The latest news from The Motley Fool: It pays to think laterally
Sunday 19 September 1999
Foolish Investors are always encouraged to buy shares in industries and companies they know. That doesn't mean that we shouldn't look beyond familiarity, of course. Quite the opposite in fact. We should only use familiarity as a starting point, and carry out our careful Foolish analysis of the companies we are interested in before deciding what to buy.
An extension of the "buy what you know" philosophy is to think laterally. If you are interested in a specific sector or industry, and think it is heading for future success, have a look round and think about what other peripheral businesses will benefit too.
A good recent example is the building industry, which has been going through a healthy period of late. That has been at least partly driven by the rising demand for houses and the rapidly booming prices that have resulted. A number of housebuilders, after a year or so in the doldrums, have seen their share prices rise as a direct result.
Take a look at Barratt Developments, for example. Barratt's share price has risen from about 170p a year ago to the 260p level today (and, in fact, peaked at nearly pounds 4 just a few months ago). George Wimpey is another good example. Wimpey's share price stood at a lowly 99p just a year ago, and rose to a 199 peak of nearly twice that in May this year.
However, Wimpey's share price has suffered a sharp fall over the last week, after accounting irregularities were uncovered at one of the company's subsidiaries.
But just looking at housebuilders isn't lateral thinking. When house prices start soaring on the back of increased demand, it isn't only the companies that build houses which will profit.
As anyone who has moved house recently will certainly understand, the mortgage repayments are just the start of the expenses, and there are plenty of others to come. So why not consider investing in all those companies in other industries that are irrevocably tied to house buying?
To start with, what do housebuilders make their houses out of? Bricks, wood, copper pipes, electrical wiring. All kinds of stuff, in fact, and someone has to supply it all.
And what do they use to put all that stuff together, to turn it into something that someone might want to live in?
They use diggers and power tools, and someone supplies those, too. Take Travis Perkins as an example. That company's share price stood at under pounds 4 at the beginning of the year, and its shares are now trading at around pounds 6.50, a rise of more than 60 per cent. That's a significantly better return than internet companies have achieved this year, despite all their glamour. So what does Travis Perkins do? Its business is the distribution and sales of timber and plumbing materials to the building trade, as well as the hiring of tools.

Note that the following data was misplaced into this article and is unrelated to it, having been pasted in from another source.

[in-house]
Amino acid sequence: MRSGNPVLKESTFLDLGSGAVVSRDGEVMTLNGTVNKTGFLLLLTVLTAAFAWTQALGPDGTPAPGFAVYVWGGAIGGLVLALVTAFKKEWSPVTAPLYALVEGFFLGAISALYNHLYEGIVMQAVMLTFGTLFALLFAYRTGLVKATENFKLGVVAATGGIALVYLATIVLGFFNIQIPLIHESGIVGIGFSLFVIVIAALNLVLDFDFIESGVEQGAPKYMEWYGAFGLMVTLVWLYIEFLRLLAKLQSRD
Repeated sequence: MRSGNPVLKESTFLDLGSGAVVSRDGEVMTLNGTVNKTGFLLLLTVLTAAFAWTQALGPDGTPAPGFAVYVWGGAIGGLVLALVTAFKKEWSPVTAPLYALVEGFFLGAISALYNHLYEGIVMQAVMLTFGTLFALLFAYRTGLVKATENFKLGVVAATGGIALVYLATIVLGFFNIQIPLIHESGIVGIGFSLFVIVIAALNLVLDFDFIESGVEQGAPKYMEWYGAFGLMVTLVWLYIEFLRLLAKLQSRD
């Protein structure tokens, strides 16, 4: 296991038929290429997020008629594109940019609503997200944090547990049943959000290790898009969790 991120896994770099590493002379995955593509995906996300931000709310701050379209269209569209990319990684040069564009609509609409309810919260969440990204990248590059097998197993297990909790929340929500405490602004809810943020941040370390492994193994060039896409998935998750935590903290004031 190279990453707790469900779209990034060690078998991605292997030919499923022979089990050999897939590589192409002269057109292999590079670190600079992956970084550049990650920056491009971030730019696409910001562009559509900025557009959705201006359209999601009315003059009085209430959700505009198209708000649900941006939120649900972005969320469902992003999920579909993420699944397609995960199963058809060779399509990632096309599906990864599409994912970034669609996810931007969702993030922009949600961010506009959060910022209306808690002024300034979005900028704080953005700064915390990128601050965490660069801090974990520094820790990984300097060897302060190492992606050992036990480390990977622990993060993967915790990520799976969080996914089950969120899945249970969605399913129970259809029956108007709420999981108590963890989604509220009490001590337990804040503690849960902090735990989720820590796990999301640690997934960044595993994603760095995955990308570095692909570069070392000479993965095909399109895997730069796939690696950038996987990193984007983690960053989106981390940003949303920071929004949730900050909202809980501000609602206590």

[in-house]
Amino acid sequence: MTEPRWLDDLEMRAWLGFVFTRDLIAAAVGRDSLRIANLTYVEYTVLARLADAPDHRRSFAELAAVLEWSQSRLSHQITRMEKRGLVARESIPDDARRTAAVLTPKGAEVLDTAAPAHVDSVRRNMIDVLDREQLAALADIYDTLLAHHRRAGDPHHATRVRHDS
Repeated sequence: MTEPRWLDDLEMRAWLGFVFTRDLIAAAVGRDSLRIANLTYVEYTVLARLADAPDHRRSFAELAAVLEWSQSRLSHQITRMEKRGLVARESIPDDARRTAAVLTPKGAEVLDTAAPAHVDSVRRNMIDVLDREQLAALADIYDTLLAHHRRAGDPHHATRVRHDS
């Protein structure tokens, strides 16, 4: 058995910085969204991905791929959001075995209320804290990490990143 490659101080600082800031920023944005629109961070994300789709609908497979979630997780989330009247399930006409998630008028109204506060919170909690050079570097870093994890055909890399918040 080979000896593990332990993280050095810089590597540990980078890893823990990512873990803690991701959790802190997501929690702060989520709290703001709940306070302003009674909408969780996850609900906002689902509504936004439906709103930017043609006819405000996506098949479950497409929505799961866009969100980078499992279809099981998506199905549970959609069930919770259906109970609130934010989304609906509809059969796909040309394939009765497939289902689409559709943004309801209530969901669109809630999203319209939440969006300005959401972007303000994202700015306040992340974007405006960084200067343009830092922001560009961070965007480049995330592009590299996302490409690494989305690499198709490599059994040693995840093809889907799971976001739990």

When you buy a new house, what is the chance that you will share the previous owner's taste in bathrooms, kitchens, lighting, and all those things that turn a brick building into a personalised home? Probably pretty slim, we'd bet. So who are you going to buy a new bathroom from?
One company heavily involved in the home improvement market, with most of its business coming from the sale of plumbing and electrical supplies, and whose share price has done quite well over the year, is Caradon, up 50 per cent from pounds 1 in January.
Furniture suppliers might be expected to do well too, but that is a competitive high-street business. Even so, DFS Furniture has recovered nicely since last year's share price fall. That fall started when DFS announced a profit warning, but since the beginning of this year DFS shares have gained 60 per cent from 190p to more than 300p.
So you have got your new house, you've installed your seductive lighting system, and you've replaced that ancient loo with a luxurious modern bathroom. What's next? How about the garden?
Shares in Wyevale Garden Centres have been gaining steadily for several years now. With the exception of a short sharp drop late last year when the market briefly hesitated, the company has shown a steady improvement from around pounds 1.40 in 1995 to more than pounds 4.70 today. Shares in AIM-listed Dobbies Garden Centres have done well too, and they have grown as fast as those spring bulbs you might have bought there.
Interesting though they may be, please don't take any of these discussions as recommendations, and rush out and buy shares we have mentioned. We certainly don't intend these as share tips. It is all just meant as an example of lateral thinking, and we have relied heavily on hindsight to find a few interesting companies that astute investors might have profitably analysed earlier in the year.
So think about your favourite companies carefully, and think laterally, Fools.
ASK THE FOOL
I sometimes see "normalised" earnings per share quoted for companies, alongside the standard figure. What does "normalised" mean?
The Fool responds: The normalised earnings per share (eps) figure for a company is calculated by omitting any exceptional earnings or costs, and so it can be more useful for analysing long-term trends in earnings performance.
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MY DUMBEST INVESTMENT
After Warren Buffett took a stake in Allied Domecq, I followed him and bought some shares myself. To my horror, Allies Domecq's share price has since collapsed by 40 per cent.
The Fool responds: Don't panic, the fall in share price is just a technical correction. Allied Domecq will distribute some of the cash from the recent sale of the company's pubs and off-licences to Punch Taverns in the form of a special dividend. The fall in the share price simply reflects this payout, and the dividend cheque you receive should compensate you.
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